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What type of American English do you speak?

At last one of those blog quizzes which actually seems to mean something (maybe): What Kind of American English Do You Speak?

Some of the questions reflect regional differences that I've read about elsewhere, so it looks legit to me. I scored 65% General American English, 30% Dixie and 5% Yankee, which sounds about right.

(Via Elenamary.)

language 2005.04.24 link

Comments

Just yesterday my girlfriend looked at me funny when I said carriage outside an HEB. Having lived all over the place, I can't explain why I've picked up so much Dixie in relation to Yankee. Guess my speech is still developing.

Your Linguistic Profile:
60% General American English
20% Yankee
15% Dixie
5% Upper Midwestern
0% Midwestern

Michael S. [info cxe schliefkevision punkto com] • 2005.04.25
emm, I don't think it is totally legit even though it is tons of fun. One of the things that made me question its validity was the soda/pop question. It really isn't too regional. http://www.popvssoda.com/

elenamary [elenamary cxe hotmail punkto com] • 2005.04.26
Amusing... I posted my wife vs. my own results and it seems to at least get the gist of our differences, though it's fuzzy at best... I think these tests could be far more accurate, but would lose a lot of potential test-takers by making them any longer that ultra-short.

michaelm [plantwater cxe gmail punkto com] • 2005.04.26
With each question worth 5%, it can't be very grainy. I agree with Michael that it captures the gist of things -- certainly more than the other quizzes on the same site gauging emotional age, life expectancy and (gag) brain gender.

The soda/pop/coke question isn't grainy enough: I learned "pop" growing up in small-town Ohio, then got ridiculed for this usage in Houston by a "soda water" proponent.

Gabriel Suerte [gabriel cxe suerte punkto com] • 2005.04.26
fyui

Anonymous • 2005.04.28
fyu

Anonymous • 2005.04.28
hola gays

Anonymous [kinomed2000 cxe yahoo punkto com] • 2005.04.28
I just saw this same thing recently, blogged about it too. They are missing a lot; it put me at 5% Upper Midwestern, and that's where I'm from. There's all kind of cool regionalisms they don't know about, like the way we shorten sentences and put a preposition at the end, or how we slam strings of words together into a kind of vowel grunt, but we all know what it means. (i.e. "look at that" becomes something like "oueaat".)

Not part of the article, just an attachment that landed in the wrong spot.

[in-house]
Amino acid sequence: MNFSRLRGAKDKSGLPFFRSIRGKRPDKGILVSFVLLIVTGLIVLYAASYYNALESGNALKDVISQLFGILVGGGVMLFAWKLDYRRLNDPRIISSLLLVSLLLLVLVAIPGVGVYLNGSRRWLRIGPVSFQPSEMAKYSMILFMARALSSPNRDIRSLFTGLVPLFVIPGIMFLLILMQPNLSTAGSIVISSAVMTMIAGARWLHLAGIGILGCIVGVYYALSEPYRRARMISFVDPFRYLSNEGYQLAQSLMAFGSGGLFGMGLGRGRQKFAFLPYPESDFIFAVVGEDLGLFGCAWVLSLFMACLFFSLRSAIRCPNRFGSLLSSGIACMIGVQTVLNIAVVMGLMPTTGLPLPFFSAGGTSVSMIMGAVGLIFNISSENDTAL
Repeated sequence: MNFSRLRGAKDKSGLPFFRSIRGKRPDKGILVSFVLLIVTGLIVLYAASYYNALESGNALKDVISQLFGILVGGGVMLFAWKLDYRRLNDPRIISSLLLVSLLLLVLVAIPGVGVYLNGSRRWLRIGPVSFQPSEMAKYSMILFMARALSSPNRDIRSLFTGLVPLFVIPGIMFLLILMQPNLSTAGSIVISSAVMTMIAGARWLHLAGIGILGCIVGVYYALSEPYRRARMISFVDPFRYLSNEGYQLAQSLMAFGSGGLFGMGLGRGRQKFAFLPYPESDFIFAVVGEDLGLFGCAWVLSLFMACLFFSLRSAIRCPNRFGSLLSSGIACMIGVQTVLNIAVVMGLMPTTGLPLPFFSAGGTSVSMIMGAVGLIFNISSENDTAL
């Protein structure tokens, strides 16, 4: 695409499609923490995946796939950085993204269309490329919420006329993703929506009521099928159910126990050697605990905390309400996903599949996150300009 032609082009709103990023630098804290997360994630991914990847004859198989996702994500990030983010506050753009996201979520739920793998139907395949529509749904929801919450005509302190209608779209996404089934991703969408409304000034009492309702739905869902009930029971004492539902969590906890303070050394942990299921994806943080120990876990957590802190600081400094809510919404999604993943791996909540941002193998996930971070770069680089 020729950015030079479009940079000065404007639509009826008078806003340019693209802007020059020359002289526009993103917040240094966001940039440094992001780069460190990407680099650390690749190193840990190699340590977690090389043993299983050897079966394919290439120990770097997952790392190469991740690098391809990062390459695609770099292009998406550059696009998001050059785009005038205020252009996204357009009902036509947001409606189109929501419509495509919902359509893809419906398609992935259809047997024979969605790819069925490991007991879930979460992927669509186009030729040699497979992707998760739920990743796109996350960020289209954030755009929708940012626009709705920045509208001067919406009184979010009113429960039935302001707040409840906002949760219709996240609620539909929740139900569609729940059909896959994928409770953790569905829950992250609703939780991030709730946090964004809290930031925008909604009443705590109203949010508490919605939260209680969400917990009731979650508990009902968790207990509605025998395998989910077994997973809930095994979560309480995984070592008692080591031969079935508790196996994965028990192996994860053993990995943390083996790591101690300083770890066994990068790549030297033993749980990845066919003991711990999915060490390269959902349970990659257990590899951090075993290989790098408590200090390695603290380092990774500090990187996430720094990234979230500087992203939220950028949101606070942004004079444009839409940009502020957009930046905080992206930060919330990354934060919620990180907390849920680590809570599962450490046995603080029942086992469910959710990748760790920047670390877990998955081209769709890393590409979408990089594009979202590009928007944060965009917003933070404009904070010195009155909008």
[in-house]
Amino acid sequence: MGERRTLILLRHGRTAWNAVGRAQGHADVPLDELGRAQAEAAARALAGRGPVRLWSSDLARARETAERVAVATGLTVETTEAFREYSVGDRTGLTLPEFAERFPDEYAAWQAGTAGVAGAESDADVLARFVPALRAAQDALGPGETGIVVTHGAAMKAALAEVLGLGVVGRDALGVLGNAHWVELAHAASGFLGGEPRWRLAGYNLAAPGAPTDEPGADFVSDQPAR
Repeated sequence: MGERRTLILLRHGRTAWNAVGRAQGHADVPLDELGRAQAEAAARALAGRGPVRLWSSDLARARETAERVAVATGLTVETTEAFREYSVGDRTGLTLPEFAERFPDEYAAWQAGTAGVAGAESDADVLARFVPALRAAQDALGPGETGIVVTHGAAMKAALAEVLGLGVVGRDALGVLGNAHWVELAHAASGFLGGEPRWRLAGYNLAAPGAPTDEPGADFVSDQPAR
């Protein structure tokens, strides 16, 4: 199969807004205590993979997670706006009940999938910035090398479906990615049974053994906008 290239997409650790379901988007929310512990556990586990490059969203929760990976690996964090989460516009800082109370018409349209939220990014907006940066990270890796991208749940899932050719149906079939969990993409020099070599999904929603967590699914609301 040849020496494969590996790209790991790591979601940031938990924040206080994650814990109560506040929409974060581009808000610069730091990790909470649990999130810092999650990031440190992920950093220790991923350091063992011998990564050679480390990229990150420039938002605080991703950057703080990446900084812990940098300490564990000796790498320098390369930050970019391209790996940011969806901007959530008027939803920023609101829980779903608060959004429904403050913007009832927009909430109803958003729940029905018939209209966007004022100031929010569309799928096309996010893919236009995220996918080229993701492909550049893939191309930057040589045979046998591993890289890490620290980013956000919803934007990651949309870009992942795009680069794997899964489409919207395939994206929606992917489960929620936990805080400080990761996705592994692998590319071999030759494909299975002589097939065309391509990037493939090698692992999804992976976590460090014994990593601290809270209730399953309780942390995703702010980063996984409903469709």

Have you seen the Dictionary of American Regional English?

Joley [wasteyourtimehere cxe yahoo punkto com] • 2005.05.11
I just saw this same thing recently, blogged about it too. They are missing a lot; it put me at 5% Upper Midwestern, and that's where I'm from. There's all kind of cool regionalisms they don't know about, like the way we shorten sentences and put a preposition at the end, or how we slam strings of words together into a kind of vowel grunt, but we all know what it means. (i.e. "look at that" becomes something like "oueaat".)

Have you seen the Dictionary of American Regional English?

Joley [wasteyourtimehere cxe yahoo punkto com] • 2005.05.11
Just wanted to say hi!

My scores:
Your Linguistic Profile:
65% General American English
10% Dixie
10% Midwestern
10% Upper Midwestern
5% Yankee

I picked up a "Yankee," like you! Oh, the horror! Wonder what my "Upper Midwestern's" where?

Larry Schultz [jemezfisher cxe yahoo punkto com] • 2005.05.31
Well, it didn't pick up that I don't speak American English at all. But there were a few answers where I couldn't choose any response accurately.

Jez [jez cxe jezblog punkto 34sp punkto com] • 2005.06.09
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